Opening up of certain categories of government securities to NRI investors and hiking the FPI investment limit in corporate bonds will help deepen the bond market.
More than 2 centuries ago, Adam Smith, the father of Economics, wrote that an essential canon of taxation should be simplicity. Budget for FY21 goes against this basic principle of a good tax system. It has made the Personal Income Tax regime unnecessarily complex by introducing an optional tax system with 5 tax rates and no exemptions.
Budget 2020-21 is built on 3 major themes of Aspirational India, Economic Development and Caring India. The nominal GDP growth rate of 10 percent for FY21 is achievable. Actual fiscal deficit, including off-budget borrowings, would not be 3.8 percent and 3.5 percent, respectively, for FY20 and FY21 as reported, but 4.5 percent and 4.3 percent, respectively.
The FM has attempted to stimulate the rural economy through some major schemes like Sagar Mitra, Kisan Rail, Krishi Udaan, Solar pumps and Jal Jivan Yojana. Agriculture has been given an allocation of Rs 2.83 lakh crore, Rs 99,300 crore for education and Rs 69,000 crore for the health sector. Rs 1.7 lakh crore has been provided for transport infrastructure. 100 new airports are to be built by 2024. This will be a major boost to infrastructure development.
From the market perspective, a positive is - the abolition of dividend distribution tax (DDT) paid by companies. However, dividends will be taxed at the hands of taxpayers at the applicable tax rate. This is a clear negative from investor perspective. Highlight of the Budget is the proposed IPO and listing of LIC.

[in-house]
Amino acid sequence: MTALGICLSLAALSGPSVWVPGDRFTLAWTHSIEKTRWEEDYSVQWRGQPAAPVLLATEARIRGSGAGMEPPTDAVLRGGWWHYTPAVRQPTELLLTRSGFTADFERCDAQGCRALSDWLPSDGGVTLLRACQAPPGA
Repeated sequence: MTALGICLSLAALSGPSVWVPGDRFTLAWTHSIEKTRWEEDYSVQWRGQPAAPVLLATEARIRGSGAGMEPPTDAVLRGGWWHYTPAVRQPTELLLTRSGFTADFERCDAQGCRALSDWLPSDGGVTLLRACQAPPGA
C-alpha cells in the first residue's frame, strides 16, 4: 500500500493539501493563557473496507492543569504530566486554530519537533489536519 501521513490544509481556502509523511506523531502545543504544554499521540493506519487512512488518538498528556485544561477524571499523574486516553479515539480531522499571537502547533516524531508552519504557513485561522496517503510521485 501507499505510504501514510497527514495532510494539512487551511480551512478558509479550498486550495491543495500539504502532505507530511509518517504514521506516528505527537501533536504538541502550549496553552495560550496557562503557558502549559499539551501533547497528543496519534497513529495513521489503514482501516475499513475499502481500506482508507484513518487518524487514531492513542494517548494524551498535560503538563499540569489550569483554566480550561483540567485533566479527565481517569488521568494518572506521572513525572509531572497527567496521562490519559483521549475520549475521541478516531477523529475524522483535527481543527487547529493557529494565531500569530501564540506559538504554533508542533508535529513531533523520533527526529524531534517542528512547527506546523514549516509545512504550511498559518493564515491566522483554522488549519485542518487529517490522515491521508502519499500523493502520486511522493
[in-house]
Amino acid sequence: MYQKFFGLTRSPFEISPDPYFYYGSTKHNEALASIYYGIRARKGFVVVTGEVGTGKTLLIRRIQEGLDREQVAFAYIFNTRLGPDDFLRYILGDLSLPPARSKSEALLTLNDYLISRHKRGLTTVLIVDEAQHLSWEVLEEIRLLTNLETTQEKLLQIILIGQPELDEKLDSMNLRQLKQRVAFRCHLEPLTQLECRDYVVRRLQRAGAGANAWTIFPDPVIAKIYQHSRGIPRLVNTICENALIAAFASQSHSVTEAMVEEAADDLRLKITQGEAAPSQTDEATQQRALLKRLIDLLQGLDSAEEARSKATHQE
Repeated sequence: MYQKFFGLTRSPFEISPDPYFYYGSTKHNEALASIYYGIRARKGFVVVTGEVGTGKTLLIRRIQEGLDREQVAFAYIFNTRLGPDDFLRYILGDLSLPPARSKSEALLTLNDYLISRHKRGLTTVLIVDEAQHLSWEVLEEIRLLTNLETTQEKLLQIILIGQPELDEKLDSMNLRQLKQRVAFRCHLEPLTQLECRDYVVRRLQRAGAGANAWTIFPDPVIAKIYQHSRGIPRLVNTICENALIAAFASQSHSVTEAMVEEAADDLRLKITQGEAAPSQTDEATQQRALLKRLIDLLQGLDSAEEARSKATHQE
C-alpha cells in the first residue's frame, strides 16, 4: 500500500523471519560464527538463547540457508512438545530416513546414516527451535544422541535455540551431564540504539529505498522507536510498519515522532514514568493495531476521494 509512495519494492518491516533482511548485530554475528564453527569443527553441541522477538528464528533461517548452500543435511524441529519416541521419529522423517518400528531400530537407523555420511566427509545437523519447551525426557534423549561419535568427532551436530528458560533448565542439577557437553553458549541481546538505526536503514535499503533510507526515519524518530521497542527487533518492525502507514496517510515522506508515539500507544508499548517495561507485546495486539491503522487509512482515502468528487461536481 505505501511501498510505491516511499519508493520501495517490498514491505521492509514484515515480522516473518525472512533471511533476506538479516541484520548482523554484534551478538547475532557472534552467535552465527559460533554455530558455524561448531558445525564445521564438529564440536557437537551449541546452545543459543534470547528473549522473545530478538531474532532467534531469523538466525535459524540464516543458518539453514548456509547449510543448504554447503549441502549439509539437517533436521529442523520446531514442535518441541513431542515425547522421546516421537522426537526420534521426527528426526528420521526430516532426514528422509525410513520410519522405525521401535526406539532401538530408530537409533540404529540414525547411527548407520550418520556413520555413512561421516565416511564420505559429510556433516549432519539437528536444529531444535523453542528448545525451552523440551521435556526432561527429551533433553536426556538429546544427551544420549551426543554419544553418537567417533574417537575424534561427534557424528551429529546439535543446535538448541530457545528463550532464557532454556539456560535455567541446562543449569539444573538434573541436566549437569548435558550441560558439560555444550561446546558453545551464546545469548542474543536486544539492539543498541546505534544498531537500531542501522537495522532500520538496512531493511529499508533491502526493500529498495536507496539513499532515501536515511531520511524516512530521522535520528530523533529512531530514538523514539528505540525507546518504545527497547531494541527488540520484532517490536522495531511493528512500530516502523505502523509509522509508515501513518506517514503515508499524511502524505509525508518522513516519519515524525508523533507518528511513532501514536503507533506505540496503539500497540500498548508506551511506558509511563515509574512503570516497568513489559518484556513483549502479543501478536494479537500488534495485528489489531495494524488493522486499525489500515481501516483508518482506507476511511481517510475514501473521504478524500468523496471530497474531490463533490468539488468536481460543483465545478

The proposed sale of government stake in IDBI bank takes the liberalization of financial system forward. The 100 percent tax concession to Sovereign Wealth Funds for investing in infrastructure projects is a clear positive from the market perspective. Opening up of certain categories of government securities to NRI investors and hiking the FPI investment limit in corporate bonds will help deepen the bond market.
The disinvestment target of Rs 2.1 lakh crore appears ambitious, particularly in the context of the dismal performance of disinvestment in FY20.
Income tax payers will get marginal benefit if they opt for the new IT regime with lower taxes but no exemptions. Under the proposal, tax rates on different income slabs would be: 10 percent on Rs 5-7.5 lakh income; 15 percent on Rs 7.5-10 lakh; 20 percent on Rs 10-12.5 lakh; 25 percent on Rs 12.5- 15 lakh and 30 percent on above Rs 15 lakh. The new IT regime co-existing with the old regime will make the IT system unnecessarily complex. The new lower rate IT regime without exemptions is a negative for mutual fund schemes like ELSS.
The stock market was disappointed that the expected tweaking of the LTCG tax, which would have boosted sentiments substantially, did not materialize. The government missed the opportunity to attract long-term funds with very low tax sacrifice.
The impact of the Budget on the market will not last for more than a few days. Soon the market will start responding to fundamentals. Investors can utilize the correction in the market to buy quality stocks in performing sectors like private sector banking. The mid-to long-term trend of the market will depend on capital flows and the recovery in economic growth and corporate earnings.
(The author is Chief Investment Strategist at Geojit Financial Services.)Disclaimer: The views and investment tips expressed by investment expert on moneycontrol.com are his own and not that of the website or its management. Moneycontrol.com advises users to check with certified experts before taking any investment decisions.